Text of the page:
NCPA - National Center for Policy Analysis

Congress Blames TurboTax for Billion Dollar Tax Fraud

April 27, 2015

The federal government has never made fraud prevention a major focus. Instead, too often the incentive is to keep the voters happy by making sure the checks go out quickly — and worry about fraud later, maybe. Such a "pay and chase" approach was actually the official policy of Medicare until very recently, and even after the Affordable Care Act threw $77 million at the problem and instituted a glitzy new state-of-the-art anti-fraud center, Medicare fraud still climbed by $12 billion over 2010 levels.

It is not as if such fraud is particularly hard to detect. According to the Treasury Inspector General for Tax Administration (TIGTA), in 2011 alone 54,000 tax refunds totaling over $86 million were issued to 10 physical addresses. You read that right — 54,000 tax refunds to only 10 addresses. A single address in Atlanta received 24,000 tax refunds in 2011. Such fraud should have been identified about the time the third check was issued to the same address.

The tax fraud problem — estimated to be $5.8 billion last year alone — is likewise a result of too much complexity and inadequate incentives on the part of administrators. Responsibility falls squarely at the feet of the Internal Revenue Service (IRS) to enforce existing law but ultimately to Congress, as it is within Congress\'s power to reform, simplify programs, and restructure administrator incentives to identify and prosecute fraud.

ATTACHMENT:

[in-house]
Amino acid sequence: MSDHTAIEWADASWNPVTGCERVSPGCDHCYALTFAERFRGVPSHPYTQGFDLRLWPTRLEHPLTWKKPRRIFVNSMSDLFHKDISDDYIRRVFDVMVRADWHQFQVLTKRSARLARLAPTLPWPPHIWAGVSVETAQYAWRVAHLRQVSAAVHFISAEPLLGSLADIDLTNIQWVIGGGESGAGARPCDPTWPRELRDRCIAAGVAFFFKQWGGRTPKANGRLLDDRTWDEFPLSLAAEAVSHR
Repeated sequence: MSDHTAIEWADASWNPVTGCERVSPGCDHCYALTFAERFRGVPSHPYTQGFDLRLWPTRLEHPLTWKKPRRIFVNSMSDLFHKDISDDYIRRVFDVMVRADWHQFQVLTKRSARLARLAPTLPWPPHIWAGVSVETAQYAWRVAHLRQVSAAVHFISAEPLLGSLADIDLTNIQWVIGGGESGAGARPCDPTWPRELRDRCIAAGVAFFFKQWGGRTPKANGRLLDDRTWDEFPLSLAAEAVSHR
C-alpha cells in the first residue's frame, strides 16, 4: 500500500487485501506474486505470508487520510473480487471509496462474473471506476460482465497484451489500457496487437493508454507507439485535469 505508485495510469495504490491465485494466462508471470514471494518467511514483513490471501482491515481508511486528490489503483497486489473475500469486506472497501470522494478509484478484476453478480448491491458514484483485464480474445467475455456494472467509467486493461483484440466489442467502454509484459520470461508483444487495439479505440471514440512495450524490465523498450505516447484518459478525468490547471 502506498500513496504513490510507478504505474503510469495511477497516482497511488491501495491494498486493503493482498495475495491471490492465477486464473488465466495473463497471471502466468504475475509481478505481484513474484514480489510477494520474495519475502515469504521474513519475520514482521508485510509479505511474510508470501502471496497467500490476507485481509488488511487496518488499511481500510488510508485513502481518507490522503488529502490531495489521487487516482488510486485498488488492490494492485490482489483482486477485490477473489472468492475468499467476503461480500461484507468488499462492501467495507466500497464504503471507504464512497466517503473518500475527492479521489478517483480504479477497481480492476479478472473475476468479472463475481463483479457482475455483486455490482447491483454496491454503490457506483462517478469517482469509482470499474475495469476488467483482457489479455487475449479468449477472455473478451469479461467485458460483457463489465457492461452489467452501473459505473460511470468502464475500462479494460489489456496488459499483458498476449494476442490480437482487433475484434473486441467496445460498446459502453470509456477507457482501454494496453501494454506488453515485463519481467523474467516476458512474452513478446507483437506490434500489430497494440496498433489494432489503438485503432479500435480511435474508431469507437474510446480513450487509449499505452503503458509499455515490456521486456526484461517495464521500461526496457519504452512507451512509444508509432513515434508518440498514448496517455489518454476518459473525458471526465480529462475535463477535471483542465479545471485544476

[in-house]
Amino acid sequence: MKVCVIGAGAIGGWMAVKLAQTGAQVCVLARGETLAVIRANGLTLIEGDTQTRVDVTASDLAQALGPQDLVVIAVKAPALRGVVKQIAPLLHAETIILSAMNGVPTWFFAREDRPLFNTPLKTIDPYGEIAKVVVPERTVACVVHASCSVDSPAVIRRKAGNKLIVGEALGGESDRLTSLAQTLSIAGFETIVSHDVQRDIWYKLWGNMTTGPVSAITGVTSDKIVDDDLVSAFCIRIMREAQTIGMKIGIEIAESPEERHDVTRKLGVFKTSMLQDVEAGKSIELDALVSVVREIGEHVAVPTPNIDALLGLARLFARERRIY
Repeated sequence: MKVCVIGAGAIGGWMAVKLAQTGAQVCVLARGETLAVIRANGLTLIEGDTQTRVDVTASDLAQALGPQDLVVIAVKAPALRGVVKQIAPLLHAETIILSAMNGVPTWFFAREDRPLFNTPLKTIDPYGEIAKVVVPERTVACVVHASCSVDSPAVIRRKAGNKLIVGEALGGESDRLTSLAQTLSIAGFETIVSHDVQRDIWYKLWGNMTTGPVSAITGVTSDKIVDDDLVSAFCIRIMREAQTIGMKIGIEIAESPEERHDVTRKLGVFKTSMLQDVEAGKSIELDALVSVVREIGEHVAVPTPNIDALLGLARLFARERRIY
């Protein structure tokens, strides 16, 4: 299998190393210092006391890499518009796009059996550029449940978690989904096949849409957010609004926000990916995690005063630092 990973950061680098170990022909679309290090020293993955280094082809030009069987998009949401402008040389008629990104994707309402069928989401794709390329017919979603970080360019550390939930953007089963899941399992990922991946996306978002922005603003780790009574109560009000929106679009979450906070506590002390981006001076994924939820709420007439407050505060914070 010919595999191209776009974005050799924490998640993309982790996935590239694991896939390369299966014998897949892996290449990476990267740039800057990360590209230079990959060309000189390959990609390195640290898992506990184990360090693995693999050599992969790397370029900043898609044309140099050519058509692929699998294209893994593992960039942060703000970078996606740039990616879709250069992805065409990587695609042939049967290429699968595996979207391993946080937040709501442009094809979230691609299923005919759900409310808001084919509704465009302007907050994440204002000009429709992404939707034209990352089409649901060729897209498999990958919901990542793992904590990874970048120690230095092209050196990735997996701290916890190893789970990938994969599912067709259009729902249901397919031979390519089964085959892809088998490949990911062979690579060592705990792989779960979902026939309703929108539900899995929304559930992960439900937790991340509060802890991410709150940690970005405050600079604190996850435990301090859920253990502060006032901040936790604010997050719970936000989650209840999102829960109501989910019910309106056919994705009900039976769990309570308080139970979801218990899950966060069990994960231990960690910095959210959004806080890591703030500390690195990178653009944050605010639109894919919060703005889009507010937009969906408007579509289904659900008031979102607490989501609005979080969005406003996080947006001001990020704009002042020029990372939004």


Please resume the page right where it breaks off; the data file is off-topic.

That is why it is shameful to see Congress pass the buck and attempt to pin the blame for tax fraud on . . . tax preparation software. That is right—according to some in Congress, apparently TurboTax is to blame.

Source: Tom Giovanetti, "Blame the IRS and Congress, Not Software, For Tax Fraud," The Hill, March 12, 2015. 


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